The Larry Johnson days of RBs carrying the ball 350-plus times in a season are all but over, and more and more teams are turning to two, and sometimes even three able bodied backs to get the job done. Next year, be mindful of running back platoons and the role a back plays in their own offense. Be especially careful not to over-value an inconsistent contributor.
Lesson IV – With high-risk comes high-reward
According to its definition, gambling occurs any time someone bets on an uncertain outcome. Regardless of whether or not money is officially ‘wagered,’ there is no doubt that fantasy football is essentially a form of gambling. As in wagering chips at a casino, or dollars in a poker tournament amongst friends, if you want to win big in fantasy football, at times, you have to risk big.
This translates into adding a “flier” to your roster. A “flier” is a player who has tremendous upside, but because of notable downside such as injury, suspension, or inexperience, they may not make an immediate impact on your roster. Although a flier takes up much needed space on a fantasy roster, the hope is that in the end, the player’s productivity will justify the means.
In week 15 this year, coaches who were savvy enough to hold onto WR Vincent Jackson were awarded with a 34-point gem in the heart of the fantasy playoffs. If you were amongst the few who stashed WR Sydney Rice throughout an injury riddled season, you were given a gift-wrapped 27-point surprise in week 13. Although it doesn’t always pay-off, calculated risks are the mark of a true fantasy champion.
Lesson V – Adopt a post-season strategy
A majority of fantasy football leagues start and end their playoffs between weeks 13 and 16 of the NFL season. During that span in 2010, the list of top-ten fantasy producers include players such as QBs Josh Freeman and David Garrard, as well as TE Jason Witten. This should serve as an indicator that getting to the post-season involves certain strategies, while winning in the post-season involves others.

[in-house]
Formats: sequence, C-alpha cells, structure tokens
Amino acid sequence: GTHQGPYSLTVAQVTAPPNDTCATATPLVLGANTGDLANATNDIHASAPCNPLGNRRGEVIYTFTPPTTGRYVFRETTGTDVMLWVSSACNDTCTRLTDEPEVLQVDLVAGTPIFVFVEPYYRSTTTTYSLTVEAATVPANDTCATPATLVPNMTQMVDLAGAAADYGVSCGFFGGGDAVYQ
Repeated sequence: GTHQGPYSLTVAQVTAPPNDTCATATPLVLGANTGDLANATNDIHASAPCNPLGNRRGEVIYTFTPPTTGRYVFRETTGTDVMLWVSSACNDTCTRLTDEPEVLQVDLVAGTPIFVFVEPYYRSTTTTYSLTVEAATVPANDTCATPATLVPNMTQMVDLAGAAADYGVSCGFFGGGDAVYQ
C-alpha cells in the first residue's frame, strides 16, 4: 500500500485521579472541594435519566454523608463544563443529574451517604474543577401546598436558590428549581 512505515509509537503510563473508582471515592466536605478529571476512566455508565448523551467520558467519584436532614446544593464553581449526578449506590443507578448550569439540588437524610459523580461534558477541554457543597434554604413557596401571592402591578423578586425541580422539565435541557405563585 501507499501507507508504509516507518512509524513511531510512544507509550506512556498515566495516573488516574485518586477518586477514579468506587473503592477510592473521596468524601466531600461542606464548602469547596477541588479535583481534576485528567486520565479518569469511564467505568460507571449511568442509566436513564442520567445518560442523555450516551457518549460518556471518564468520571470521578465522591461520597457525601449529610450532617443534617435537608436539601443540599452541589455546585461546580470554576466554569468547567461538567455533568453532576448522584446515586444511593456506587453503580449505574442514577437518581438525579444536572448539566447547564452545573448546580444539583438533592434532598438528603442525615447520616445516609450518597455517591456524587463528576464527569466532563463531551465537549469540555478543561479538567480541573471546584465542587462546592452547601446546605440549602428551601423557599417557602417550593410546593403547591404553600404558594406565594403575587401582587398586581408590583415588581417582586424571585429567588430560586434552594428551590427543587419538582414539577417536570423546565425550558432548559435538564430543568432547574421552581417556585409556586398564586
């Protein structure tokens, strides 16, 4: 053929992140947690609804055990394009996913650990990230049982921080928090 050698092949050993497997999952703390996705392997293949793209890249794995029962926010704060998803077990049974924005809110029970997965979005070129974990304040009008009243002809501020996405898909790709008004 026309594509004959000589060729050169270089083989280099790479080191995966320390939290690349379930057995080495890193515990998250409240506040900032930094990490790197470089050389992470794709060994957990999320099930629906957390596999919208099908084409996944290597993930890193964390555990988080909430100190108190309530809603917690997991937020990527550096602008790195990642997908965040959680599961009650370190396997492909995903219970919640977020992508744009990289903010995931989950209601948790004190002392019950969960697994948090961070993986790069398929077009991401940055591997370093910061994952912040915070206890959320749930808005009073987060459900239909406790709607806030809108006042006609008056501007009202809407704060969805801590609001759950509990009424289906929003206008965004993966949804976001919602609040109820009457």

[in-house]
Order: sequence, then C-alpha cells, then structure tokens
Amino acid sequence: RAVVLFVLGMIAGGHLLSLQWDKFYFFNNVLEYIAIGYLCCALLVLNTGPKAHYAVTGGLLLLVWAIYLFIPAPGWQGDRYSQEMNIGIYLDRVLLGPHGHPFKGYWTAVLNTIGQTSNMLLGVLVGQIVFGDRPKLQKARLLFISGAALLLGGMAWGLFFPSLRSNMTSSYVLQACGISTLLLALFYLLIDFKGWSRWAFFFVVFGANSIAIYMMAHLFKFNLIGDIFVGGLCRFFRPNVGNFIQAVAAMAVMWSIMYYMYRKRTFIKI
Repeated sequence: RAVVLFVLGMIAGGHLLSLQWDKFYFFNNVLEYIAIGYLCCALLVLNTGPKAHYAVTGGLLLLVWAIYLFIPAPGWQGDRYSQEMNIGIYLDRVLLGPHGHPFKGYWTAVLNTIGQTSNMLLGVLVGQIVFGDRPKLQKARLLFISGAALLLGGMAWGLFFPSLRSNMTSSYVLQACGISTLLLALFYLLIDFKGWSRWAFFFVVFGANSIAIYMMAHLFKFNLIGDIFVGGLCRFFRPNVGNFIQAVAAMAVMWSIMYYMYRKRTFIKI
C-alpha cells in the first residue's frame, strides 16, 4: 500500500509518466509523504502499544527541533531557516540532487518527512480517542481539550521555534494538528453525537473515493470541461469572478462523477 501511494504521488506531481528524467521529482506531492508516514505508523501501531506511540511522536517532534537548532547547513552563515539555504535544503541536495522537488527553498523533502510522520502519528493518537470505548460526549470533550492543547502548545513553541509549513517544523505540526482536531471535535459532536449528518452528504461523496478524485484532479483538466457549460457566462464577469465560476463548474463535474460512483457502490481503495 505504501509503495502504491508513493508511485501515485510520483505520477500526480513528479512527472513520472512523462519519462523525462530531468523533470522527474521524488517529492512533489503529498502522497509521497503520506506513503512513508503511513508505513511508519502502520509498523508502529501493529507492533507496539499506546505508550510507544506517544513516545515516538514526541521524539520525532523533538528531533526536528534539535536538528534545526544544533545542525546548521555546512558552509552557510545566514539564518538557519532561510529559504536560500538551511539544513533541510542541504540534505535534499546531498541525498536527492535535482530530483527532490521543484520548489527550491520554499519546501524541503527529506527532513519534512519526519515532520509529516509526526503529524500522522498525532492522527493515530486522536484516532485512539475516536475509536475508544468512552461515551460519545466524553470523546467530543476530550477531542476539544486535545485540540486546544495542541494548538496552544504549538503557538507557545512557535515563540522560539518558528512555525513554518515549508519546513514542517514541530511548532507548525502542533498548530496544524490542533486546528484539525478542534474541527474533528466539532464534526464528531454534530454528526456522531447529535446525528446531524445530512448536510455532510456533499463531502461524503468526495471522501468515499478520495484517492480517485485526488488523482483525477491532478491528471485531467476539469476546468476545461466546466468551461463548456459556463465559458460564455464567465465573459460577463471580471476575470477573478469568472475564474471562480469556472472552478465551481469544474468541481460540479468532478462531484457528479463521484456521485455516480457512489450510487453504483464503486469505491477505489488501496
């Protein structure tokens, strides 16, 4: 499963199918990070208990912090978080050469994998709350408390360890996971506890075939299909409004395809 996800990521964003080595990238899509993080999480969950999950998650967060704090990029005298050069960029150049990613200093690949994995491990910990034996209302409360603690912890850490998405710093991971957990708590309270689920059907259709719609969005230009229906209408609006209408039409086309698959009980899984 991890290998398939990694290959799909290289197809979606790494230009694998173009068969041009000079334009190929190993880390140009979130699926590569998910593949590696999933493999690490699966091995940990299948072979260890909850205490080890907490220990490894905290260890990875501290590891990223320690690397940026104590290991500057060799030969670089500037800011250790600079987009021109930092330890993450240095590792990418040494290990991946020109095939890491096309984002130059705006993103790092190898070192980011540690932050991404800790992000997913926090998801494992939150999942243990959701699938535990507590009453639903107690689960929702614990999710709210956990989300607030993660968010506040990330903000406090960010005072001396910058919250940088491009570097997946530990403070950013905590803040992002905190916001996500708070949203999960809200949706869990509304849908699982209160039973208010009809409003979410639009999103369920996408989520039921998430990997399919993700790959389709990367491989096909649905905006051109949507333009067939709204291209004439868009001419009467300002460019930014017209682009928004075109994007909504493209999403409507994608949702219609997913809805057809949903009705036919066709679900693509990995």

First and foremost, be sure to enter the playoffs with some roster depth in the event of injury. As the NFL season progresses and postseason implications run deep, you should strongly consider starting players on teams whose playoff hopes are on the line. Simultaneously, you should also consider benching players who are competing for nothing but statistics and pro-bowl nods. All the while, owners should constantly be considering factors such as inclement weather and field conditions, especially for kickers and pass-oriented players.
Lesson VI – Develop an exit strategy
When the season finally winds down to a close, NFL players return to their mansions and yachts to adoring families and supportive social networks. You, on the other hand, after ceremoniously gazing at your fantasy roster for one last time, will X out your browser to face family and friends seething with resentment after four months of fantasy football fueled neglect. Do yourself, and them, a favor by planning either A) some sort of family oriented vacation far out of reach of any Apple of PC supported technology or B) some sort of A).
Funny Caption only a Football Fan would Get
This is not just a picture: it is actually the entire seventh chapter of the book “Reasons Why I am Having More Fun in Washington” By: Rex Grossman